As the maths and the measurements meshed, it became possible to calculate and predict aero behaviour: aerodynamicist Frank Costin stated his sleek 1956 Vanwall was shaped by slide rule and never saw a tunnel until later. Costin’s work for Lotus led the way in sleek designs from the MkVIII on: his brother Mike, then Colin Chapman’s No2 at Lotus, recalls him strapped to a speeding car on an airfield observing the wool tufts. Chapman seized the baton with the pencil-shaped 21 to 33 single-seaters, aiming at good penetration with plenty of airflow beneath but not tunnel-tested, although Lotus trialled windscreens on the 29 Indy car in MIRA’s tunnel in 1963.
Now it was sports cars with their full-width bodies which highlighted an increasing threat – high-speed uplift, destabilising and sometimes catastrophic. Techniques to cancel lift and restore stability came by experiment, especially among American Indy and sports car teams where strips of metal – the Gurney flap – and nose winglets cut lap times – but no-one knew exactly how. It would take tunnel testing to show why, and in the UK that meant going to the universities.
Tony Southgate worked on the Lola T70 in the mid Sixties and says that while they knew spoilers made the car faster, they didn’t know why. He took a model to City University in London where one expert was developing the ‘perfect’ car body. After testing Tony’s model he threw up his hands: “You’ve ruined my life’s work!” The ‘spoilered’ model clashed with pure theory but worked better. Stability, traction and increased tyre grip counted for more than drag, especially with a powerful V8 pushing the car through reluctant air. Now as racing car designers tried to stop the air flowing under the car and kill those dangerous low-pressure areas that could lift the tail, a new horizon appeared. Downforce.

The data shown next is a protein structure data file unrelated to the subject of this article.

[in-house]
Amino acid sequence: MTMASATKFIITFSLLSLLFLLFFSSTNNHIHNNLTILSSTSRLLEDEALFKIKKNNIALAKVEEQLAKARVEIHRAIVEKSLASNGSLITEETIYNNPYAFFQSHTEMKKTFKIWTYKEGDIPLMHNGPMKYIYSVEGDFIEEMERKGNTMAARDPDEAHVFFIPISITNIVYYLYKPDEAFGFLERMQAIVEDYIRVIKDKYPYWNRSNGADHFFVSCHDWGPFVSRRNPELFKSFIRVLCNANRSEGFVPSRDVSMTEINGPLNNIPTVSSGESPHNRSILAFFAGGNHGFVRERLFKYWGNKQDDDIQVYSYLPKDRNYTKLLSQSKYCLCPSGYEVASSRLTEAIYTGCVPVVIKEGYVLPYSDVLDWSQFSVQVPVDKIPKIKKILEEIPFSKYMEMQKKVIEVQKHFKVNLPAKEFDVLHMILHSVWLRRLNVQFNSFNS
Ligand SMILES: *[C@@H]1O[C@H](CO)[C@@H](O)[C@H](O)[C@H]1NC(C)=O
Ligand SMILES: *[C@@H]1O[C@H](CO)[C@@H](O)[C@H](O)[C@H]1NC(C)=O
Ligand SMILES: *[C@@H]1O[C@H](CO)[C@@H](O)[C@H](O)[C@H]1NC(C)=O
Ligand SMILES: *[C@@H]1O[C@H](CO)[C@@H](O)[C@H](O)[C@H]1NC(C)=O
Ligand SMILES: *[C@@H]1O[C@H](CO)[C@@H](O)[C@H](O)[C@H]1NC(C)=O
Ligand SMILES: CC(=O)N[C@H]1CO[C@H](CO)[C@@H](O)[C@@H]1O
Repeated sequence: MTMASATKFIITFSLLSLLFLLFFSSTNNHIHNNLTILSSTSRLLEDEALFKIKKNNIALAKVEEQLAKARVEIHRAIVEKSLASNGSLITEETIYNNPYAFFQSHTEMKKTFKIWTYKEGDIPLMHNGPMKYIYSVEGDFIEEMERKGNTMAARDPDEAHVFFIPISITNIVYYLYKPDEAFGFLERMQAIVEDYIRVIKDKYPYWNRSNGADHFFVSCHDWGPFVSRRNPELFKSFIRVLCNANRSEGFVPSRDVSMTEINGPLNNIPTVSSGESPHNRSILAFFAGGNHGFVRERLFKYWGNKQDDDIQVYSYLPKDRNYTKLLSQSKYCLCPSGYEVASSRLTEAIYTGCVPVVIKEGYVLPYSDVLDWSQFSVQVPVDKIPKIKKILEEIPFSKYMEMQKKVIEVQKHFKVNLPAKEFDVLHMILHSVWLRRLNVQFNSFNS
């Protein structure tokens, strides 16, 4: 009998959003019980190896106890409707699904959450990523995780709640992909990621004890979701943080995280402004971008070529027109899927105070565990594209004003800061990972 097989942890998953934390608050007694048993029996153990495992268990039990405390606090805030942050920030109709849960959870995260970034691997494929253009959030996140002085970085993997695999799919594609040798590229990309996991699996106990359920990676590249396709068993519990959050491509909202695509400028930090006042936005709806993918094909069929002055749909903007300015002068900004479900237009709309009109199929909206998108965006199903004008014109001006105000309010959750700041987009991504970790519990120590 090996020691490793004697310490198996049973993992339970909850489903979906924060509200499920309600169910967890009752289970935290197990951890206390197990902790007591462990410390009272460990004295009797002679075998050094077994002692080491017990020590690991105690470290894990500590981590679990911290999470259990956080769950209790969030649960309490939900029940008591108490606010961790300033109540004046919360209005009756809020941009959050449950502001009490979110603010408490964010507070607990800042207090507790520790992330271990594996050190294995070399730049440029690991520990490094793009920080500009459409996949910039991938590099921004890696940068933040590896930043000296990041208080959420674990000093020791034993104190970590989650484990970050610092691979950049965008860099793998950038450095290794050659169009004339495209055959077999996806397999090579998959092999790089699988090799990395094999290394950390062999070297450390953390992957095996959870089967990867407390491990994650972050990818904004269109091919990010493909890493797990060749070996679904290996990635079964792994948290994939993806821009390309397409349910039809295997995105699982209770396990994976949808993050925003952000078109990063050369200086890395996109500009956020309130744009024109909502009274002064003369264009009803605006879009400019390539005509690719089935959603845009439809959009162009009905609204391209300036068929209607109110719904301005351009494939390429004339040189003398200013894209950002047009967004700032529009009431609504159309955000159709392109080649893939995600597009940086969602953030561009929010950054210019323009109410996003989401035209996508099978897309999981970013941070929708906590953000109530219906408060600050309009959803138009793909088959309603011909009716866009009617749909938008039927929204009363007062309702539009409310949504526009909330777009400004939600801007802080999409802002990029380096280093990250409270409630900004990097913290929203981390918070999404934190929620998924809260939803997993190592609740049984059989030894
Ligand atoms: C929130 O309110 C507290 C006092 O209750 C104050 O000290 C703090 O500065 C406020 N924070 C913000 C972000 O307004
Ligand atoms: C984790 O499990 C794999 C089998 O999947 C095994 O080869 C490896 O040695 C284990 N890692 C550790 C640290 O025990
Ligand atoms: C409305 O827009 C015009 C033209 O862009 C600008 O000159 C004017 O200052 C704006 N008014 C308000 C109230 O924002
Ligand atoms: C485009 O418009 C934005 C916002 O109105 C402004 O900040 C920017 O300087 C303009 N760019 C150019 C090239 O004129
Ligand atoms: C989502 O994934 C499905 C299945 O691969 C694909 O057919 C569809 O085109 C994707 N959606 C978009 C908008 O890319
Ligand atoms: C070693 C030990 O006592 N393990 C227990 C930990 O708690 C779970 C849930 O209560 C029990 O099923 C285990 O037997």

All this Ford was discovering in the US in the early Sixties, using the corporation’s extensive tunnel facilities to shape the GT40, though Southgate remembers often seeing GT40 models at City: “The aero was awful – they had a new nose every week until they finally got it right”.
But there was a smaller team with below-the-pit-counter access to a major tunnel: Jim Hall’s Chaparral outfit. While its links to GM’s vast aero facilities stayed below the radar, the innovations were visible as flips, ducts and spoilers marked Chaparral’s inventive aero development towards the next breakthrough.
“The GT40 aero was awful – they had a new nose every week”
We’d seen wings before on record cars and the odd Porsche, and in 1952 Stirling Moss discovered his Mercedes 300SLR air brake also increased cornering power, but once that aerofoil flew above the 1966 Chaparral 2E, everyone wanted some of this free gift. That led Formula 1 toward the ill-fated strutted aerofoils of 1968/69 – acting direct on the tyres and raised high to clear the messy body-surface air tunnel testing had revealed. A perfect equation that multiplied grip with speed – and calamity if a strut broke.
With these banned and fixed body-mounted foils mandated, Chapman’s Lotus 72 wedge supplanted a winged 49, indicating the next approach with nose and tail wings which could be changed and tweaked.
After 70 years drag had become a force for good. And measurable – as long as you could book tunnel time at MIRA, Imperial, Cranfield or Southampton Universities. And keep it quiet: Lotus designer Martin Ogilvie recalls that for secrecy only the Imperial technician was allowed to work with them.
Peter Wright, who was instrumental in developing ground effect, had earlier side-stepped this bottleneck, building a ¼-scale tunnel (powered by a VW engine!) for bodywork maker Specialised Mouldings. John Barnard shaped the Can-Am Lola T260 there. “They sold it to Williams, who later passed it on to Lotus,” Wright says. That’s how prized wind tunnels were.
For McLaren’s M23, John Barnard found a tunnel on the Isle of Wight. “It was used for Concorde work – and hovercraft,” he recalls. This was some of the very first full-size aero testing. “We developed the single-post wing there. Then at Parnelli we took complete cars to Lockheed’s 200mph tunnel in Atlanta – very expensive!”